Date of Award:


Document Type:


Degree Name:

Doctor of Philosophy (PhD)


Watershed Sciences

Committee Chair(s)

Karin M. Kettenring


Karin M. Kettenring


Trisha B. Atwood


Mark Brunson


Sarah Null


Matthew Madsen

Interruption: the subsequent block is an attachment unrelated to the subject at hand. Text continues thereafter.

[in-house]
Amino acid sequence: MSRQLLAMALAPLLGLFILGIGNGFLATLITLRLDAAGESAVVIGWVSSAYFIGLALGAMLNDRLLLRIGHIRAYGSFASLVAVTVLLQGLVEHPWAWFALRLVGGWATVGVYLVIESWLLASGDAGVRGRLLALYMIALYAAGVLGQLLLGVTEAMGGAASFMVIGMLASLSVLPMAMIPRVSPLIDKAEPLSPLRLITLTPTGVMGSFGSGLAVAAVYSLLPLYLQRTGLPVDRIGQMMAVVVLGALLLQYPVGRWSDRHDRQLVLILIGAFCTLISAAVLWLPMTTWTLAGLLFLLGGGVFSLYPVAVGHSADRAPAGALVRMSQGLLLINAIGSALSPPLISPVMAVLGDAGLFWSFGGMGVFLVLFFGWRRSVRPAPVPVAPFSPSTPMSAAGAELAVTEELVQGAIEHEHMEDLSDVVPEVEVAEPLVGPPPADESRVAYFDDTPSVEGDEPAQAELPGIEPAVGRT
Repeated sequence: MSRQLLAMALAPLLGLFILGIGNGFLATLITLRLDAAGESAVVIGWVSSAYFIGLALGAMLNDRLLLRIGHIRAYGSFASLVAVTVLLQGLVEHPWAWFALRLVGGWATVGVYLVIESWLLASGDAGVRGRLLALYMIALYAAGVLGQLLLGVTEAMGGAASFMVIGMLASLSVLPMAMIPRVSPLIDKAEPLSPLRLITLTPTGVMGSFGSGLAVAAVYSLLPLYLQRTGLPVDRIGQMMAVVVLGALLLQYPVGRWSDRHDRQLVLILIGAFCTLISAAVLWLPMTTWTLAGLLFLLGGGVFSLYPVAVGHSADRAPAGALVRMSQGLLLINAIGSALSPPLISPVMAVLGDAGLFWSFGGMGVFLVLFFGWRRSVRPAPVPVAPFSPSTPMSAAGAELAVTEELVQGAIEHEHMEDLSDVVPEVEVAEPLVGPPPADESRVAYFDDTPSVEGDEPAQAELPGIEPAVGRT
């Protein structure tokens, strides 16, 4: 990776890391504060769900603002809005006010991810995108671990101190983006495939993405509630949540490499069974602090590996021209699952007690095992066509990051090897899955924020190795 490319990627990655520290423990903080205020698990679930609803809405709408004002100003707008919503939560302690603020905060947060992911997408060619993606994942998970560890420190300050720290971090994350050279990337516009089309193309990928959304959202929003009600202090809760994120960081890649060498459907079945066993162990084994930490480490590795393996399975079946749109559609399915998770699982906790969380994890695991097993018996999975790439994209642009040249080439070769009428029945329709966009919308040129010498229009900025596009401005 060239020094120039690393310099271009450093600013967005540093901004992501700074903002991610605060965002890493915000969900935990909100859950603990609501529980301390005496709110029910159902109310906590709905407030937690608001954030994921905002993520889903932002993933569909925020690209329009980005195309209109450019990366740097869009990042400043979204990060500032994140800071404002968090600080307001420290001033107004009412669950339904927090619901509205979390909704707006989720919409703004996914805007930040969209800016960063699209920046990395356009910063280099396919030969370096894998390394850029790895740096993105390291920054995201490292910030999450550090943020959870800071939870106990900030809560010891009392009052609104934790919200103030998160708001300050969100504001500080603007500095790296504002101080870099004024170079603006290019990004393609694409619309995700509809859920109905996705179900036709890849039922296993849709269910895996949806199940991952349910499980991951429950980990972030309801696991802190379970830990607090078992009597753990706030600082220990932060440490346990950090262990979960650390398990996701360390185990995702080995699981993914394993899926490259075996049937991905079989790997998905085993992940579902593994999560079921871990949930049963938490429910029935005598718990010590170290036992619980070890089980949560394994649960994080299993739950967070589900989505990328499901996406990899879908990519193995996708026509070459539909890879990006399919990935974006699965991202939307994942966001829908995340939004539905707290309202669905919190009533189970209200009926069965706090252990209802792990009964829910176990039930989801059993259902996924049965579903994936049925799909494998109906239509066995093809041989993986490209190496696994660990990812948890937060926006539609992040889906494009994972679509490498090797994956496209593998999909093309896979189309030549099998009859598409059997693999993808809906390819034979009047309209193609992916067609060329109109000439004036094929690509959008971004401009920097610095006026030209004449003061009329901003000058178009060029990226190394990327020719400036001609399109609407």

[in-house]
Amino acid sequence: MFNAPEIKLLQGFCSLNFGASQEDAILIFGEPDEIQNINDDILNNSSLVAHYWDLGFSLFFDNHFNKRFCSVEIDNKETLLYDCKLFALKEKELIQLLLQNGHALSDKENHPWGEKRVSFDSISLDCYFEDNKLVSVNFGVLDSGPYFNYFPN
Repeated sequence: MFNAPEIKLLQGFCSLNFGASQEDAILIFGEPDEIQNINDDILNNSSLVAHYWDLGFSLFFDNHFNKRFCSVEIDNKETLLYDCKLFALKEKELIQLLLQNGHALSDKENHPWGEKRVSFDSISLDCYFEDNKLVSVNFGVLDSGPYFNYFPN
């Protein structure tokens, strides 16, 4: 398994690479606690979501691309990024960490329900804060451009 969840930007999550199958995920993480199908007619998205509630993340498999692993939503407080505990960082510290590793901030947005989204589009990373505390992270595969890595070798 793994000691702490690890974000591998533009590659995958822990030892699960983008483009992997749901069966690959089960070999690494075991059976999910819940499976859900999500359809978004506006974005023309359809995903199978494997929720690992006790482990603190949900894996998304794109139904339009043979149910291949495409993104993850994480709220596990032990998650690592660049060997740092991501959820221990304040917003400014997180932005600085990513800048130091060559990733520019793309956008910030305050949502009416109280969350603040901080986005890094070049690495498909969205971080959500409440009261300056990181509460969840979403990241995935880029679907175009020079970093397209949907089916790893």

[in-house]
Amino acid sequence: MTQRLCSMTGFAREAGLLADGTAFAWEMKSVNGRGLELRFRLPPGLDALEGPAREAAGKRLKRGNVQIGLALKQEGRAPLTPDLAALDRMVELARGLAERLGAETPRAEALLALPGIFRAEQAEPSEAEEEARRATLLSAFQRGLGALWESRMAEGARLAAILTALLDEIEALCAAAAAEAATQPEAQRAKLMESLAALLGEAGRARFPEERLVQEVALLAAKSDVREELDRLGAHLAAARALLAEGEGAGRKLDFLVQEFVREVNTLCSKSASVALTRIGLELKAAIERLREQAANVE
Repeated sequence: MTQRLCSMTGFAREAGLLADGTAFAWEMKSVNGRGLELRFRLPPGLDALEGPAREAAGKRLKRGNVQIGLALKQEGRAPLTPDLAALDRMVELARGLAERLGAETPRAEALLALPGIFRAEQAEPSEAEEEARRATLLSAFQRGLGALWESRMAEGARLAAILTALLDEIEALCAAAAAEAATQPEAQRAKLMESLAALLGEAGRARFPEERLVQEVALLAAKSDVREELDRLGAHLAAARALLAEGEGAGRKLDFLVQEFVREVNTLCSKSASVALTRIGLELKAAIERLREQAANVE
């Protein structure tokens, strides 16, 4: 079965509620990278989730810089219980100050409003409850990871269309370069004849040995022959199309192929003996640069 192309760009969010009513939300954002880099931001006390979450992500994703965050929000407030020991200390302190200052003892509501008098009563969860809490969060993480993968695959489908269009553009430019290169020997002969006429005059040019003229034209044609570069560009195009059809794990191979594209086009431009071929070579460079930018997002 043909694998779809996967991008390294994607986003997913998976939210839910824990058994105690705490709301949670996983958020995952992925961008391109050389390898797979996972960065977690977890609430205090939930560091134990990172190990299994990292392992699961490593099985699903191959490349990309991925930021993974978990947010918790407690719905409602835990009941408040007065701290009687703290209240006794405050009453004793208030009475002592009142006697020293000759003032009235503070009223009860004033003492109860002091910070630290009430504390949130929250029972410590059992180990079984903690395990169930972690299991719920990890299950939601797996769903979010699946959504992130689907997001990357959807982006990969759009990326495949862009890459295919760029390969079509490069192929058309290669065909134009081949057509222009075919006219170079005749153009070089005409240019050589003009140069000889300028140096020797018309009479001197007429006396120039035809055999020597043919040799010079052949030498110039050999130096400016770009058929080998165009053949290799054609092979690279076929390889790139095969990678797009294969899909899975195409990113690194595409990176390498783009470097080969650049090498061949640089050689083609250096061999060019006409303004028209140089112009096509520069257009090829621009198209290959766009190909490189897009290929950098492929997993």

Wetlands provide immense value to wildlife and humans but have been degrading rapidly around the world. One major challenge is the loss of native plant species in wetlands, which limits the ability of wetlands to function as they should. Restoring wetlands requires a combination of removing the cause of degradation (such as invasive plant species) and, in many cases, actively returning native plants to the site especially via seeding. Further, early plant life stages are the most vulnerable for plants and is often the time in which sown species die and fail to establish. Thus, understanding how and why seeds die or survive across species and environmental conditions can provide guidance for seed-based wetland restoration. Here, we sought to answer these important knowledge gaps through a series of greenhouse and lab experiments. First, we sought to answer what native sowing rate was needed to maximize native plant performance across a gradient of invasive species seed density, environmental conditions, and timing of seed addition. Separately, we performed a lab and growth chamber experiment in which we measured important characteristics about seeds and seedlings (grown in different environmental conditions) to better understand (and ultimately predict) why some species do well and in what conditions that can occur. Finally, in a separate greenhouse experiment, we grew native and invasive wetland plants for eight-weeks and tracked whether seeds germinated, survived, or died in order to quantify plant transitions through these early life stages. We also assessed ‘end-of-season’ percent cover and the rate of clonal production to gauge how early stages of plant growth contributes to invasion resistance. We found native plant establishment increased with higher native sowing densities, especially when native seeds were sown early in the season. However, the biggest driver in plant community composition following seeding was the density of invasive Phragmites australis seeds in the soil. Low water levels yielded higher native plant performance and more effectively suppressed P. australis growth. We also identified characteristics of seeds and seedlings that explained their germination and early growth patterns—species that had light seeds with thin seed coats and shallow seed dormancy had faster time to germination and higher growth rates, while species with heavy seeds had thick seed coats, deep seed dormancy, slower germination, and higher resource allocation to plant structures. Finally, we found that high-water levels enhanced the probability of seed germination, and that high temperatures lead to higher clonal development in seedlings. Overall, Phragmites australis was a superior performer is early life stages, but Distichlis spicata performed well due to high germination probabilities and Eleocharis palustris performed well due to extensive clonal production. As seed-based wetland restoration becomes increasingly necessary, the findings from this dissertation provide guidance on which native species should be used, where seeds should be sourced, and what environmental conditions should be targeted to maximize native plant establishment and restore wetland functions.